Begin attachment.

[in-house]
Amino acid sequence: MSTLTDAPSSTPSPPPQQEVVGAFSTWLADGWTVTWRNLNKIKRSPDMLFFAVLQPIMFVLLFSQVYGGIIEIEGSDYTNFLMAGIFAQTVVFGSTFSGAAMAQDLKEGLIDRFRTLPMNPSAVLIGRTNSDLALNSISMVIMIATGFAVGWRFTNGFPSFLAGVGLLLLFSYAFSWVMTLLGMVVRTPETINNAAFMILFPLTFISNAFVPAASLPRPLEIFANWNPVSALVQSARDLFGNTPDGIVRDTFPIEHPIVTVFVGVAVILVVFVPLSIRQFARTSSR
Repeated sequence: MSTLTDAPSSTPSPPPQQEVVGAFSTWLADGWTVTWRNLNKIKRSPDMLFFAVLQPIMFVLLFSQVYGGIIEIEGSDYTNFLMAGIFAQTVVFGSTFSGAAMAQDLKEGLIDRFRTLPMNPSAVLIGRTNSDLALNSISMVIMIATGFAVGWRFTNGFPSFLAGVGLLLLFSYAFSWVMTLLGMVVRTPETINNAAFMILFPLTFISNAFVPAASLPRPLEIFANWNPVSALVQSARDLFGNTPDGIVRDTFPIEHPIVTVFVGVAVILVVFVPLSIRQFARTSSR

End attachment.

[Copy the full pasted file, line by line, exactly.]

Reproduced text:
[in-house]
Amino acid sequence: MSTLTDAPSSTPSPPPQQEVVGAFSTWLADGWTVTWRNLNKIKRSPDMLFFAVLQPIMFVLLFSQVYGGIIEIEGSDYTNFLMAGIFAQTVVFGSTFSGAAMAQDLKEGLIDRFRTLPMNPSAVLIGRTNSDLALNSISMVIMIATGFAVGWRFTNGFPSFLAGVGLLLLFSYAFSWVMTLLGMVVRTPETINNAAFMILFPLTFISNAFVPAASLPRPLEIFANWNPVSALVQSARDLFGNTPDGIVRDTFPIEHPIVTVFVGVAVILVVFVPLSIRQFARTSSR
Repeated sequence: MSTLTDAPSSTPSPPPQQEVVGAFSTWLADGWTVTWRNLNKIKRSPDMLFFAVLQPIMFVLLFSQVYGGIIEIEGSDYTNFLMAGIFAQTVVFGSTFSGAAMAQDLKEGLIDRFRTLPMNPSAVLIGRTNSDLALNSISMVIMIATGFAVGWRFTNGFPSFLAGVGLLLLFSYAFSWVMTLLGMVVRTPETINNAAFMILFPLTFISNAFVPAASLPRPLEIFANWNPVSALVQSARDLFGNTPDGIVRDTFPIEHPIVTVFVGVAVILVVFVPLSIRQFARTSSR